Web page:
Even though Windows came out on top, some industries are adopting Apple's Mac OS at a higher rate than others. Nearly 1 in 4 people in the arts and entertainment industry used a Mac, and more than 1 in 10 working in education said the same. Retail, transportation, and medical professionals also used Apple's OS more than Windows in their professional lives.
According to our poll, industries with little to no Mac integration included government and public administration, legal, as well as finance and insurance.
Despite a multi-industry preference toward Windows, we found Google Chrome was the most used web browser (by 58 percent or more of respondents) regardless of the OS they used at work.
Getting the Right Support
The tech support industry in the U.S. employed more than 2.2 million people in 2015, according to a 2016 report. While experts have recently been asking how relevant IT departments are for small businesses in an era of cloud computing, the number of people employed in tech support has continued to grow in recent years.
But having an on-premises IT team doesn't always mean employees will default to asking for help when something unexpected occurs. While more than 1 in 5 employees from industries including health, transportation, and retail said their first response was to call IT when they encountered a computer issue, more than three-quarters (and more than 90 percent in some industries) still tried to fix problems themselves before asking for help.
The Truth Behind Those Skills
While the vast majority of people self-identified as "skilled" when using computers at work, we asked fundamental questions regarding internal computer specifications and functions to understand how true that claim was.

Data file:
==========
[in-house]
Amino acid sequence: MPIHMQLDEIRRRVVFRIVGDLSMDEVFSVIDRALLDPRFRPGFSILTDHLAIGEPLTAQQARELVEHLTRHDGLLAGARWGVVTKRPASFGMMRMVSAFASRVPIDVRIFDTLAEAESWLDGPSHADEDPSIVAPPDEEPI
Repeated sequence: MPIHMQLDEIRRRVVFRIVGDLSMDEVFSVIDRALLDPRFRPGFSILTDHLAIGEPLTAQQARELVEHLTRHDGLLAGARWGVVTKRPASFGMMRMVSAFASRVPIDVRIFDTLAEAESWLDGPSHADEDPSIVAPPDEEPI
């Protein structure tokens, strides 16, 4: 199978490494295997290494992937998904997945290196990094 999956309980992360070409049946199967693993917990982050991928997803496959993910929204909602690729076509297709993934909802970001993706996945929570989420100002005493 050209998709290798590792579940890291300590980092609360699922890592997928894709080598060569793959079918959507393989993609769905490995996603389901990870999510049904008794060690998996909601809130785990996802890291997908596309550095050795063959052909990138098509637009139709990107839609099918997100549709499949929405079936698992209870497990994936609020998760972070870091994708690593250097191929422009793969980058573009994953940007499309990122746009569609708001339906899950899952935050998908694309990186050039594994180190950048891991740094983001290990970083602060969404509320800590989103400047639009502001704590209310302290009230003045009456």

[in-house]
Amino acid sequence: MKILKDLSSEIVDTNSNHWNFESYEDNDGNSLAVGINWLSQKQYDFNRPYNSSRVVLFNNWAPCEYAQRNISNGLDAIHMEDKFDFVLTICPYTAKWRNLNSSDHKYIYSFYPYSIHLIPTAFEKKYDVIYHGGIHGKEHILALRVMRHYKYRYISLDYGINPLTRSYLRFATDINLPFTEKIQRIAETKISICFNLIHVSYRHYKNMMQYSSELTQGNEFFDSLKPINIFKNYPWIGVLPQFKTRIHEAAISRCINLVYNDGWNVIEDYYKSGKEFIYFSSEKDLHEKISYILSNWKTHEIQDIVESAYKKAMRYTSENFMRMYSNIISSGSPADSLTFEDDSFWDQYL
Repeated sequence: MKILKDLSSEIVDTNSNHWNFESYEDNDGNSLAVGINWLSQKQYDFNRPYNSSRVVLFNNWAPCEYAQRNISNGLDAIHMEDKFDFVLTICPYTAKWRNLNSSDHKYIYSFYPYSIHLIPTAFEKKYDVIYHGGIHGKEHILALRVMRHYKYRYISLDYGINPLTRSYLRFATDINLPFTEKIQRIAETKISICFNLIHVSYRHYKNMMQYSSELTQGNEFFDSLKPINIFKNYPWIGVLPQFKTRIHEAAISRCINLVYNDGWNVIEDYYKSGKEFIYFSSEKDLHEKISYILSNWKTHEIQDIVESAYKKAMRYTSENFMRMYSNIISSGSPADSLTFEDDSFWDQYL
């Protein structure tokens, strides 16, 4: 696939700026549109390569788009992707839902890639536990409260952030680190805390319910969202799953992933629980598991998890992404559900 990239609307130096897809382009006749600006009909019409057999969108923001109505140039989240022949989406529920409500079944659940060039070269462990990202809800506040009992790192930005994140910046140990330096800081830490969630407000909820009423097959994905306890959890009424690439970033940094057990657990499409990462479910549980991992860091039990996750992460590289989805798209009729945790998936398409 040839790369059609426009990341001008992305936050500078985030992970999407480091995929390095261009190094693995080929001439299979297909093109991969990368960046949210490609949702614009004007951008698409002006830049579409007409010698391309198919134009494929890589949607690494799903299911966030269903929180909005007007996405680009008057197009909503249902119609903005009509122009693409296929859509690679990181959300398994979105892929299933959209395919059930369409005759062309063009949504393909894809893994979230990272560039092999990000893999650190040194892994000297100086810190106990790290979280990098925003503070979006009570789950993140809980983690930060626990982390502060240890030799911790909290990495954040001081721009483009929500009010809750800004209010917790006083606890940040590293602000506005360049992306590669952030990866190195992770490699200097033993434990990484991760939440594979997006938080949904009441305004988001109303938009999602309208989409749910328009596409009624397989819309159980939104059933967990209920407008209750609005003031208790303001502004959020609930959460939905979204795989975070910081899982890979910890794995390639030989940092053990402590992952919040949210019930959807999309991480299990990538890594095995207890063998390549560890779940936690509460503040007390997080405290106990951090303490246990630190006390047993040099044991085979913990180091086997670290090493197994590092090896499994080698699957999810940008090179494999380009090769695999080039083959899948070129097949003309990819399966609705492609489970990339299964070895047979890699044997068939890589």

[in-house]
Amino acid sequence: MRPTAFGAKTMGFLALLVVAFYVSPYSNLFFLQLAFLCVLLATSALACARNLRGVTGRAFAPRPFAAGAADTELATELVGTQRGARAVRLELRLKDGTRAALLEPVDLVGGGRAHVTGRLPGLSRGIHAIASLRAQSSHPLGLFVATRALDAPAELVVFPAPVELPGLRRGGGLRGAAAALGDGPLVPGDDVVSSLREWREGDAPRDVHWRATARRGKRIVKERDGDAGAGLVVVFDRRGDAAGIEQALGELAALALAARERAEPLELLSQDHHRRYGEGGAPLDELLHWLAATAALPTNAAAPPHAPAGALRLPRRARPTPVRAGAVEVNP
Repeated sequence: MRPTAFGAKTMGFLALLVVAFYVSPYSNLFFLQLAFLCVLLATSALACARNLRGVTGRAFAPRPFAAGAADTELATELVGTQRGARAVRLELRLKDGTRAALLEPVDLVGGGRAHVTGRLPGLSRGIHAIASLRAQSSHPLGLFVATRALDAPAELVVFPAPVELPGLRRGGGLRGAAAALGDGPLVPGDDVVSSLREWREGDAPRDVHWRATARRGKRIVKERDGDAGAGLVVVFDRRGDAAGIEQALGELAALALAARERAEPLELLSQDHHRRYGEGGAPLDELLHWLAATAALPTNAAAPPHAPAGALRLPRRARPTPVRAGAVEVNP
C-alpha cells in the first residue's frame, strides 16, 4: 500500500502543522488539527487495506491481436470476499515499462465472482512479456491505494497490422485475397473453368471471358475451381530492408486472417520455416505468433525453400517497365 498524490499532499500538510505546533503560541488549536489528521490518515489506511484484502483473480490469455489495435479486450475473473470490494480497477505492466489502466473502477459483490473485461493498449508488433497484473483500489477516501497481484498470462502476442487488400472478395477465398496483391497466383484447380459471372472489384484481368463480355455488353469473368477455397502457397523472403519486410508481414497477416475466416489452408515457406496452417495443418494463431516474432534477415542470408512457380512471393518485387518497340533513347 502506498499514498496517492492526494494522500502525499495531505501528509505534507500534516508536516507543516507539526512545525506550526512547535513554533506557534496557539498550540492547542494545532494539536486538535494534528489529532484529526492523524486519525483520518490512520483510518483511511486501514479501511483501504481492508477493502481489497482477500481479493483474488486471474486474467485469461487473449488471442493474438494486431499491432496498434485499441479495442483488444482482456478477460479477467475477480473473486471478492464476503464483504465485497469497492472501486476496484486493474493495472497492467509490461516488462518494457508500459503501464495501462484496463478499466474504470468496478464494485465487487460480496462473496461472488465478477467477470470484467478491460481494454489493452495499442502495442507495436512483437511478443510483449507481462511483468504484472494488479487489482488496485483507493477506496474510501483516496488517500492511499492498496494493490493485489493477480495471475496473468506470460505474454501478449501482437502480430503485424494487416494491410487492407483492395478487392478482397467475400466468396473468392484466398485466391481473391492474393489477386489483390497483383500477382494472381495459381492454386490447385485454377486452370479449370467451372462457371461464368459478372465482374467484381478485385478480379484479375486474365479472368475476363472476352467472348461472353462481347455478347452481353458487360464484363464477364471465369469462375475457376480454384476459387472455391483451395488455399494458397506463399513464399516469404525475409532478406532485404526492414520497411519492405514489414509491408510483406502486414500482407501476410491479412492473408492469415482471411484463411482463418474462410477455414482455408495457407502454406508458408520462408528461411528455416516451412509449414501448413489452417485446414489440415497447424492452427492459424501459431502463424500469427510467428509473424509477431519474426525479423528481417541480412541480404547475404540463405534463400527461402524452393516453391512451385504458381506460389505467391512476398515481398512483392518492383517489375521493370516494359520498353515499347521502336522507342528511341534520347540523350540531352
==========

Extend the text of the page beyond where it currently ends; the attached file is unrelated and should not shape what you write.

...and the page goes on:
When it came to checking a file's size, more than a quarter of skilled respondents said they wouldn't be able to check very easily. Similarly, almost 30 percent could not very easily check the size of a hard drive.
Most respondents were more comfortable with taking a screenshot on their computers, with 84 percent of skilled respondents and 50 percent of unskilled respondents saying they could very easily take a screenshot.
Overall, respondents who said they were skilled were, in fact, much more skilled than those who considered themselves to be unskilled. But people should give themselves more credit: Almost two-thirds of unskilled respondents correctly knew what it meant to reformat a hard drive.
When asked which program they might use to create a pivot table (Excel is the correct answer), nearly 1 in 4 people who were skilled with computers admitted they didn't know the answer, and more than 13 percent guessed and got the answer wrong. A similar amount of participants (who also identified as skilled) couldn't tell us what holding down the "control/command" and "+" keys on their keyboards did.
Making Work Life Easier
Your keyboard has the potential to do more for you than type out letters and punctuation marks. If you know which keys to press, you can open new tabs online, search entire pages for specific words or phrases, and even navigate Facebook easier. These shortcuts can save you time during your workday if you know how to use them.
Employees who identified themselves as skilled with a computer rated their comfort with keyboard shortcuts roughly a four out of five on our scale. Those who admitted feeling less than skilled gave themselves a three on the same scale.
Having extra displays attached to your computer can also save time around the office. One study found employees reported being 20 percent to 30 percent more productive when they had two displays to spread their work out versus just one. Our poll found more than half of respondents in industries including technology, science, and finance reported using multiple monitors.
Communicating at Any Level
If your office is using computer technology correctly, you might just find your colleagues communicate better, work faster, and collaborate more efficiently on combined projects. Still, even as most people self-identified as skilled with a keyboard, many still had some room for improvement when it came to questions about keyboard functions and technical clarity.
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We surveyed 1,000 Americans about their computer habits and analyzed their answers based on their employment industry, gender, and computer literacy levels. In our analysis, we omitted any industries with 15 or fewer responses. Figures may not perfectly equal 100 percent due to rounded decimals.